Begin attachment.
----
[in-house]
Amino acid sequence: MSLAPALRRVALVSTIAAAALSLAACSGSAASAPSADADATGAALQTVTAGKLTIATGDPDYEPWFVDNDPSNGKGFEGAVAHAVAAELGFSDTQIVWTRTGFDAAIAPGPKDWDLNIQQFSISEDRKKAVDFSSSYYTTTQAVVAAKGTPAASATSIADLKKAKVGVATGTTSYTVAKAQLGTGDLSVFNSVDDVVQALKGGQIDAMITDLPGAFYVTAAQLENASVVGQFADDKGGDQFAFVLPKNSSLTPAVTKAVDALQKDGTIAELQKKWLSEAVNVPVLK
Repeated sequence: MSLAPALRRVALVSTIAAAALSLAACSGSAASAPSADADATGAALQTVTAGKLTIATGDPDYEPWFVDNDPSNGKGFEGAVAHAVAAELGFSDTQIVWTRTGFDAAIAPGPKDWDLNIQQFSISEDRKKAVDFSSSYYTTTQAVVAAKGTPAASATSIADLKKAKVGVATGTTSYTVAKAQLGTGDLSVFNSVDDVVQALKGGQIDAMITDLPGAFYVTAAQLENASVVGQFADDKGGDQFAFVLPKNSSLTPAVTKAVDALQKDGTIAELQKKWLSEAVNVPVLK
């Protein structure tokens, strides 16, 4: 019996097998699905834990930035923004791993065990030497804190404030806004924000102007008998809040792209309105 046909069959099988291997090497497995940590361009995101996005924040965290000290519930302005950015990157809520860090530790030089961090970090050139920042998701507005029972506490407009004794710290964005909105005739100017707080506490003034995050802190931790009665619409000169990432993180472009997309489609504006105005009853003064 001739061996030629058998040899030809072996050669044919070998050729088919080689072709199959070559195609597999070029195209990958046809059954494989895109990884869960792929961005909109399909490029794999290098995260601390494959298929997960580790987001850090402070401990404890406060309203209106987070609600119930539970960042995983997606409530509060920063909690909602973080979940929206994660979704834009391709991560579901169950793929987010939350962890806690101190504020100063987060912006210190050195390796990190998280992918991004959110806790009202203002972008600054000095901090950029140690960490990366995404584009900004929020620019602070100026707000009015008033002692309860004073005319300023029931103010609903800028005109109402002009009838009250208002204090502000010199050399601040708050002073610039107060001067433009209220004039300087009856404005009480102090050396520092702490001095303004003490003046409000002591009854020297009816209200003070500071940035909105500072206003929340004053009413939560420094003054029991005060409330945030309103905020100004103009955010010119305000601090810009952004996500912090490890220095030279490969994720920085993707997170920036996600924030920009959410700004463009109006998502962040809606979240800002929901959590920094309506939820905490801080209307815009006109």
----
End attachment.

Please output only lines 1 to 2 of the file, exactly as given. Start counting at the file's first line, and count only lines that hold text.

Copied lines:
[in-house]
Amino acid sequence: MSLAPALRRVALVSTIAAAALSLAACSGSAASAPSADADATGAALQTVTAGKLTIATGDPDYEPWFVDNDPSNGKGFEGAVAHAVAAELGFSDTQIVWTRTGFDAAIAPGPKDWDLNIQQFSISEDRKKAVDFSSSYYTTTQAVVAAKGTPAASATSIADLKKAKVGVATGTTSYTVAKAQLGTGDLSVFNSVDDVVQALKGGQIDAMITDLPGAFYVTAAQLENASVVGQFADDKGGDQFAFVLPKNSSLTPAVTKAVDALQKDGTIAELQKKWLSEAVNVPVLK